The War Film Wave Ascends Again with “Unbroken”, “Fury”

The war film wave has been in existence ever since movie makers have decided wars were a theme interesting to be portrayed on films but time and again, there are those points when it pulses stronger creating a new reverberation with the moviegoers. Just like now.

Looking back in the late 1980s, the decade was gripped with a string of war movies about the Vietnam War with the showing of Casualties of War, Full Metal jacket and Platoon. Filmmakers made the movies out of their own contemplation on the aftermath of the said conflict and with the movies showing, the public did the same.

A decade later, the war film wave rose again, that time, with a string of movies featuring band of men and women came to be known as the “Greatest Generation” — the ones who fought in the Second World War. Baby boomers equally made and supported movies like The English Patient, Thin Red Line and the well-loved Saving Private Ryan.

Now, with the recent release and success of WWII films Fury, Unbroken and American Sniper, war-themed motion pictures have again proven that they never go out of meaning. The war film wave, again, ascends anew.

Unbroken is the Angelina Jolie directed WWII movie which focuses on the life of Louis Zamperini, a WWII veteran who was a POW of Japan throughout the Second World War. The movie got the third-highest Christmas opening day ever when it was released December last year and went on to gross $47.3 million throughout the four-day weekend of the holidays.

Though movie critics were divided on their thoughts about it, some saying it’s an inspiring and dutiful story while others criticizing it for for being a debilitating picture of one man in the war, moviegoers who have seen the movie had given it a cinema score of A-minus which obviously shows that humans are still moved by tales showing pure determination and grit.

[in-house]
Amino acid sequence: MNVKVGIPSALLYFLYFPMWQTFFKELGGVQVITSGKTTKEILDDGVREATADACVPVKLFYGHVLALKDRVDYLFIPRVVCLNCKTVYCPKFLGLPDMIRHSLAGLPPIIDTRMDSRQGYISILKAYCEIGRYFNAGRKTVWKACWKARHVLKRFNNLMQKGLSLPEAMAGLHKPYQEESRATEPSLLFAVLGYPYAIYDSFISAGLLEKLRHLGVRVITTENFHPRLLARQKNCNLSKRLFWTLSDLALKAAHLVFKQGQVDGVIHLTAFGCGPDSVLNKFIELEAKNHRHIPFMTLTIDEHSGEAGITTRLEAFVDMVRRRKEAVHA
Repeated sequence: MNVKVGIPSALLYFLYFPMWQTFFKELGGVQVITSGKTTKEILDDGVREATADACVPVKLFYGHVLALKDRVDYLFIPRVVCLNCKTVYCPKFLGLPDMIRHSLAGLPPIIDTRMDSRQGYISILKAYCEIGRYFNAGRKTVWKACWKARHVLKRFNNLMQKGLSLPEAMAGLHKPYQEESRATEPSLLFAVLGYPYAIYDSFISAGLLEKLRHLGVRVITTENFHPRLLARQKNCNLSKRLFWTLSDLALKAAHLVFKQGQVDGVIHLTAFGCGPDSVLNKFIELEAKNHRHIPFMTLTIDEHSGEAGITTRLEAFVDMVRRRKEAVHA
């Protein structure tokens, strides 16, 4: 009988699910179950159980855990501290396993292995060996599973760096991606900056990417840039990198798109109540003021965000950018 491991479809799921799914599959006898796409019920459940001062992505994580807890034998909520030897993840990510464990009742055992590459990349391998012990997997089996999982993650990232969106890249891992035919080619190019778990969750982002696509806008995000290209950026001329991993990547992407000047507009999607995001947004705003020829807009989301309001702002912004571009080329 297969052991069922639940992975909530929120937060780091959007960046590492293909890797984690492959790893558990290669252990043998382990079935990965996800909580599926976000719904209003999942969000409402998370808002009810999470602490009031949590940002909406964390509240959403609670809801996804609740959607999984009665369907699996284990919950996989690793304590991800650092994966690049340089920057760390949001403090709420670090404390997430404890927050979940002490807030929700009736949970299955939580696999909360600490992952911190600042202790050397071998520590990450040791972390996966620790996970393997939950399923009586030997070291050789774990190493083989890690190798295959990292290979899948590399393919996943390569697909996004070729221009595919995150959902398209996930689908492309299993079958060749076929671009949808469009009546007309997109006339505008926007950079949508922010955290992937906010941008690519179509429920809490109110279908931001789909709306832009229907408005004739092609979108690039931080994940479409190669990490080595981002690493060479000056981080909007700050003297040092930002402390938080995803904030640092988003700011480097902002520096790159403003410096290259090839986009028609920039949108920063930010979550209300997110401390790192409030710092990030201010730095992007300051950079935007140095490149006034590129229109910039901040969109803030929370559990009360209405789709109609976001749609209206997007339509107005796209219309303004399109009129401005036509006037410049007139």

On the other hand, Fury was released much earlier last year, a film of less drama and packed more with WWII action. Ironically, the movie starred Jolie’s other half, Hollywood A-lister Brad Pitt. And in spite of getting a R-rating for strong violence and some grisly images as well as a number of bland reviews from critics, Fury was a solid box-office performer, in part, due to its star-studded cast.

Then came Clint Eastwood’s American Sniper, the tale of late Navy SEAL and proclaimed most lethal sniper in American military history Chris Kyle [portrayed by Bradley Cooper]. When released, the movie had mostly positive reviews in its sleeve topped with an A+ CinemaScore.

While it is difficult to pinpoint the specifics which make these kinds of movies, especially those dealing with certain periods in history, tick, we can see several aspects at play here.

For the American Sniper – like its counterparts Lone Survivor, Zero Dark Thirty and The Hurt Locker, all of which have enjoyed their own successes in the past years – it is the factor that the film deals with this world’s current state of affairs that make it click with movie watchers.

Meanwhile, war films dealing with certain periods of time, like Unbroken, have the same appeal but used in a varied approach — these movies help us gain more understanding on how modern warfare started. They are our glimpses of our past which allow us to see the heavier conflicts we have at present.

Besides, there is something moving, cathartic even, in watching these war films. They give us a look at humanity even in the midst of war though conflicts are more complicated and more grisly than these movies, even the most sophisticated ones, show.

Heziel Pitogo

Heziel Pitogo is one of the authors writing for WAR HISTORY ONLINE